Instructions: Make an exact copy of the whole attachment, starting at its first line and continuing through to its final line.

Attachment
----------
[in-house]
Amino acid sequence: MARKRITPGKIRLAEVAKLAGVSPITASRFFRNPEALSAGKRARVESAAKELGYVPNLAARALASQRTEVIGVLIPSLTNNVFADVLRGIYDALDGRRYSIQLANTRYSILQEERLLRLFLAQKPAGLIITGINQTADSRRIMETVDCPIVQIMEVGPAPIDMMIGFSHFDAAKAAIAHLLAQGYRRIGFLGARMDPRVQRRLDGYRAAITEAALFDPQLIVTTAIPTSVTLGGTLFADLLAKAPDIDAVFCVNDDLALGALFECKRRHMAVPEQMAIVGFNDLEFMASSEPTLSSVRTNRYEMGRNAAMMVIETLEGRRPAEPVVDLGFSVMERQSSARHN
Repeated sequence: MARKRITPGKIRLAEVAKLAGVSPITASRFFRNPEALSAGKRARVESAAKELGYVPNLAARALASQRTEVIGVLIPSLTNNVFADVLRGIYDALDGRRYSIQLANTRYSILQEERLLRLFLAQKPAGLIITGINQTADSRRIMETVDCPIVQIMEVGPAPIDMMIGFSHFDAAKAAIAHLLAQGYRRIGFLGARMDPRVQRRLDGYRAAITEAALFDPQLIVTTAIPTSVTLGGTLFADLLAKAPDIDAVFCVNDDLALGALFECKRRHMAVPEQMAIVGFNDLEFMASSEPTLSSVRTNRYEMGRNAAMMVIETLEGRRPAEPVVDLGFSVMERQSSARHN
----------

[in-house]
Amino acid sequence: MARKRITPGKIRLAEVAKLAGVSPITASRFFRNPEALSAGKRARVESAAKELGYVPNLAARALASQRTEVIGVLIPSLTNNVFADVLRGIYDALDGRRYSIQLANTRYSILQEERLLRLFLAQKPAGLIITGINQTADSRRIMETVDCPIVQIMEVGPAPIDMMIGFSHFDAAKAAIAHLLAQGYRRIGFLGARMDPRVQRRLDGYRAAITEAALFDPQLIVTTAIPTSVTLGGTLFADLLAKAPDIDAVFCVNDDLALGALFECKRRHMAVPEQMAIVGFNDLEFMASSEPTLSSVRTNRYEMGRNAAMMVIETLEGRRPAEPVVDLGFSVMERQSSARHN
Repeated sequence: MARKRITPGKIRLAEVAKLAGVSPITASRFFRNPEALSAGKRARVESAAKELGYVPNLAARALASQRTEVIGVLIPSLTNNVFADVLRGIYDALDGRRYSIQLANTRYSILQEERLLRLFLAQKPAGLIITGINQTADSRRIMETVDCPIVQIMEVGPAPIDMMIGFSHFDAAKAAIAHLLAQGYRRIGFLGARMDPRVQRRLDGYRAAITEAALFDPQLIVTTAIPTSVTLGGTLFADLLAKAPDIDAVFCVNDDLALGALFECKRRHMAVPEQMAIVGFNDLEFMASSEPTLSSVRTNRYEMGRNAAMMVIETLEGRRPAEPVVDLGFSVMERQSSARHN